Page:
Ordinary women and men bearing the wounds, the unhealed traumas, in their families, long after the poppies have grown on the battlefields, left to just cope. But it leads to a sick, broken society doesn’t it, one that doesn’t know what to do with the weight of emotion, of trauma.
The place of religion in all this is curious isn’t it – handwritten in my Grandfather’s Bible, the encouragement to fight. In the words of the other grandfather’s Minister, the encouragement to not fight. In the women, devoted loving service, sorrowing, the coping with the consequences, carrying the weight of earning a living as well as caring for family – quietly mopping up the mess – trying to soothe the nightmares and rages, trying to protect the children. Mary weeping at the foot of the cross.
I go back to the readings for today – Daniel, which was written at a truly dreadful period of the Jewish people’s history, where the outlook seemed so bleak.
‘At that time Michael, the great prince, the protector of your people, shall arise. There shall be a time of anguish, such as has never occurred since nations first came into existence.
And then Jesus, in Mark’s Gospel, kind of saying, ‘war … yes there are wars and more wars, and this is just the beginning – the birthpangs.’
The bleakness, it’s hard to know what to do with it.
So what are we to do? Remembering is such a sorrowful act, necessary, and heavy on our hearts.
I think the first act is the remembrance, and in doing this, not putting it all on ancestors and events in the past, but to acknowledge it is here now. And then to acknowledge how that makes us feel.
How we feel, is the key. What happened to my grandparents, and also to my parents, who were both children during the second world war, and I think to many in those generations, was that they learned to hide their true feelings. It was too awful, too frightening, to not know if your loved ones were still alive of if a bomb was going to blow your home up. The way to get through, was taught in phrases like ‘stiff upper lip’, ‘soldier on’, ‘chin up’ – don’t show weakness, don’t give in to the grief and fear – don’t show it. This might help in a survival situation, but long-term, by not being allowed to acknowledge pain and fear, I think all the other feelings get shut down too. It becomes difficult to express love and tenderness, it’s even seen as a weakness. When this becomes someone’s identity – being someone who does not show real human emotion, humanity, the pain or the love, it easily multiplies in society – a society which cannot communicate love because it cannot acknowledge the pain. What looks like an unfeeling society – actually a war-shocked society, it doesn’t know what to do.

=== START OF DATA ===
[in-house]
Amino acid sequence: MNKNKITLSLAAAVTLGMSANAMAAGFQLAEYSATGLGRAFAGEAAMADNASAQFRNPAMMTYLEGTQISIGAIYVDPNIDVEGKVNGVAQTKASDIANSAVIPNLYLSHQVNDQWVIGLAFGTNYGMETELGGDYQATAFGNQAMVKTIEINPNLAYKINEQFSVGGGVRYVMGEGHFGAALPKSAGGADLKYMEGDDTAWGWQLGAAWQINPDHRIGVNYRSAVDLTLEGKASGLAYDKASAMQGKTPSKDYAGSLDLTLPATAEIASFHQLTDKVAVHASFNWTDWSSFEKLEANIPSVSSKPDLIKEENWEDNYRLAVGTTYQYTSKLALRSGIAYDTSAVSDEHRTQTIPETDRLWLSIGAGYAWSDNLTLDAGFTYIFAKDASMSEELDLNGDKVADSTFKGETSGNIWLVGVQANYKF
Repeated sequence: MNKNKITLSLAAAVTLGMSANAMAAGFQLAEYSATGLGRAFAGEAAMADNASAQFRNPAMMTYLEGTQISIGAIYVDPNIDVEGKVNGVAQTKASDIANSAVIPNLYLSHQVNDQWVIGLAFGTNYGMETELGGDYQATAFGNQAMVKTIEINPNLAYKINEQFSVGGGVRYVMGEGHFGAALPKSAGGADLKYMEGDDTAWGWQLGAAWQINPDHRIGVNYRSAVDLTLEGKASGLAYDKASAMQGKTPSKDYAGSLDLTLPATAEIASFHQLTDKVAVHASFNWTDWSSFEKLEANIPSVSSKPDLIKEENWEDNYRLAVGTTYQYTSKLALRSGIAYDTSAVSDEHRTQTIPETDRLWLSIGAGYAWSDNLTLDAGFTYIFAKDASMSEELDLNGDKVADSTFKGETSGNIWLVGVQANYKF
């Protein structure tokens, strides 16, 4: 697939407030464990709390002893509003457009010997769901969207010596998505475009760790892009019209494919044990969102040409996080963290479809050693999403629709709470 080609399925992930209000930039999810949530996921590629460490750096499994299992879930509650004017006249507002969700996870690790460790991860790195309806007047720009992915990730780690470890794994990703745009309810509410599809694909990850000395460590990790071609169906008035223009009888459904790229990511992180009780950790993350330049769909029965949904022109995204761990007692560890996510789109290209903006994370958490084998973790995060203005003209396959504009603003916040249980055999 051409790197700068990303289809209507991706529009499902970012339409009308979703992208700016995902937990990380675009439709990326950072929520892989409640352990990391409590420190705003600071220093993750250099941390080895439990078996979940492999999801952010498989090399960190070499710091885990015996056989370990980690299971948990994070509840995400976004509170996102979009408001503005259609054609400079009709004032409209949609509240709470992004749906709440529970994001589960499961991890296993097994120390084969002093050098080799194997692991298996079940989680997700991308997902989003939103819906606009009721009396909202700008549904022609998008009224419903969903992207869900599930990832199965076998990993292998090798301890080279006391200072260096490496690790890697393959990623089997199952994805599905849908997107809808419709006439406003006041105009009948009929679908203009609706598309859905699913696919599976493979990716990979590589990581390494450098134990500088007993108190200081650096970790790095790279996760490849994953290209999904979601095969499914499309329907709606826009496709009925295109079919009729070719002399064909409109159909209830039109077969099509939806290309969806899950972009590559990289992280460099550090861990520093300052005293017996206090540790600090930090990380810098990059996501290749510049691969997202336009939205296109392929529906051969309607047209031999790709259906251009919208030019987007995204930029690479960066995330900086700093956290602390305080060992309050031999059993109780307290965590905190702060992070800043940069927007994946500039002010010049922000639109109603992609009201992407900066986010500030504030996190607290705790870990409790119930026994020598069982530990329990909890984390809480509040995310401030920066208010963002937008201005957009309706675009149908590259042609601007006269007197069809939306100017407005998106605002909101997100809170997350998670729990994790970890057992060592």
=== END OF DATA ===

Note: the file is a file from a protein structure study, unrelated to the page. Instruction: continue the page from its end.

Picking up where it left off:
So that’s why it’s important not just to remember, but to consider the wider consequences now – and to look around and accept that in our community, here amongst us, in our own hearts, there is feeling. There is feeling, because we have hearts, we are getting in touch with our humanity and through this with divinity – that is what brought us through the door. What we encounter as we file up to the altar.
I think the love is in us, when we sit and look around at one another and recognise that we are all touched by this, and that this is a seeding of compassion amongst us. The stories of my family, they are not unlike the stories of other families, although some have suffered more directly and more terribly. While there is no competition, for who has suffered most, there is a competition for who can compete in love.
I haven’t said so much about the scriptures today, but in asking what can we do about the bleakness, the pain and the fear, the nugget, to me, is hidden away in the reading from Hebrews. There’s no grand plan, no great heroic gesture, we don’t really know what it means, to think about warrior angels and birthpangs and what is to come. The scripture today is very simple, in keeping with what Jesus said about kingdom values – the kingdom of God is in tiny things which grow, like seeds or like yeast in dough.
Let me remind you, what Hebr 10:24 says, ‘And let us consider how to provoke one another, (or perhaps in the spirit of Romans 12, to compete with one another), in love and good deeds, 25 not neglecting to meet together, but encouraging one another…’
This may seem a small thing, but it’s the kingdom values we are looking for – yes, provoke one another, to challenge one another to love and good deeds: encourage one another to love.
This is the fitting memorial of the dead and of the victims of war, to speak about the unspeakable, to name our feelings, to dare to talk about love – because this grows the kingdom of God.
Remembrance Sunday is a time when traditionally we have in the Church of England remembered those who fought from our local areas in the two world wars but particularly World War 1. The memorial plaques by the altar remember the names of those who from the streets in this area went to war. At the end of the service, we will place the folder that tells the stories of some of those men on a table in the sanctuary for people to look at and read.
For those men we lay our Red Poppy Wreath